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· Registered
155 Posts
Discussion Starter · #1 ·
After reading this:

I’m considering (not very seriously yet) an ETF portfolio comprised of just the following three ETFs with the following weightings:

XWD (MER 0.45%) – 60% or 70%
XEM (MER 0.82%) – 20% or 10%
XBB (MER 0.30%) – 20%

The way I see it is that this portfolio would give me a broad coverage of the entire world market with a minimal portion allocated to bonds. I’m only 30 years old and have a public sector pension awaiting me upon retirement (I hope), so I'm not risk-averse.

With that portfolio, my exposure to the Canadian market would be very small. Is there any real benefit for a Canadian investor to invest strongly in Canada funds or, in the case of an ETF portfolio, something like XIC, XIU, or CRQ?

I’ve chosen XEM (or CWO) as an emerging markets ETF. I believe that I should hold a strong position in emerging markets now and suspect that doing so will provide strong gains in the future.

I’ve chosen XBB as my fixed-income ETF as I believe it provides a broad coverage of Canadian government and corporate bonds rather than focusing on one or the other.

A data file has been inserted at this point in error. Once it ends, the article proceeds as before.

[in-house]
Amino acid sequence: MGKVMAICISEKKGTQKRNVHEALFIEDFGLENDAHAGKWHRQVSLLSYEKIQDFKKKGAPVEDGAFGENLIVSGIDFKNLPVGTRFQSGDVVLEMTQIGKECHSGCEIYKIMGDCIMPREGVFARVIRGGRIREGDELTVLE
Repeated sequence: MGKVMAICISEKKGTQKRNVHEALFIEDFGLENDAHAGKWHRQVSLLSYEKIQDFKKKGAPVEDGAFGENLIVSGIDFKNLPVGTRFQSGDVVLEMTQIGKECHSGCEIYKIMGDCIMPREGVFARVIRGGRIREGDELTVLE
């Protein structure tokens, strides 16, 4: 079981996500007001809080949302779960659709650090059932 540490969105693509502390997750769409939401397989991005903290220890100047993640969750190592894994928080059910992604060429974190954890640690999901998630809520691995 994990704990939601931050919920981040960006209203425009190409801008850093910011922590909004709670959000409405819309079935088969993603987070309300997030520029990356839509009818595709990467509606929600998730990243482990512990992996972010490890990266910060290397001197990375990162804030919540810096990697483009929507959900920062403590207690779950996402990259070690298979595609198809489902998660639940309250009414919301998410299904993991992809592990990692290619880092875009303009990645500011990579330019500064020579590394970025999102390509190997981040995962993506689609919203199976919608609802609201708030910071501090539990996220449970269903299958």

Any comments? Is anyone else doing anything similar?

· Registered
546 Posts
Before considering which exact ETFs to buy, look at the issue from different POVs.

A lot of talking heads say "the Cdn economy is only (say)5% of the world economy therefore you should buy foreign companies to get exposure to those economies". But the economic results of a country are not always reflected in the price of public stocks for many reasons.

And it is quite possible that US based companies will continue their expansion in foreign economies instead of at home. I believe the S&P's revenues now come about 40% from elsewhere. So buying US stocks gives you the assurance of better financial infrastructure as well as the economic exposure.

And why do you want that exposure in the first place? If their returns are no better than Cdn returns, and we all know now that the returns will be highly correlated, then the only possible reason is the promise of HIGHER returns.

But are foreign returns higher? The Cdn market has been one of the most successful through history. Look at the historical market values in these graphs. They use a log scale so it is the slope of each line that indicates its success.

Even a diversification between US and EAFE stocks has only yielded marginal benefits. See Sheet 6 of this spreadsheet.

That said, I currently own emerging market common equity.

· Premium Member
2,689 Posts
Do you have any suggestions? I'm also interested in this, and to find an emerging markets ETF with Canadian dollars is not that easy. Would it not make sense to have it in CDN$ rather than USD if we think the USD will be tanking in the medium-term?
This is a common misconception as I explained here:

Currency Effects of Buying Foreign Stocks or ETFs on US Exchanges

Check out the blog for cheaper emerging market alternatives. VWO is the cheapest around.
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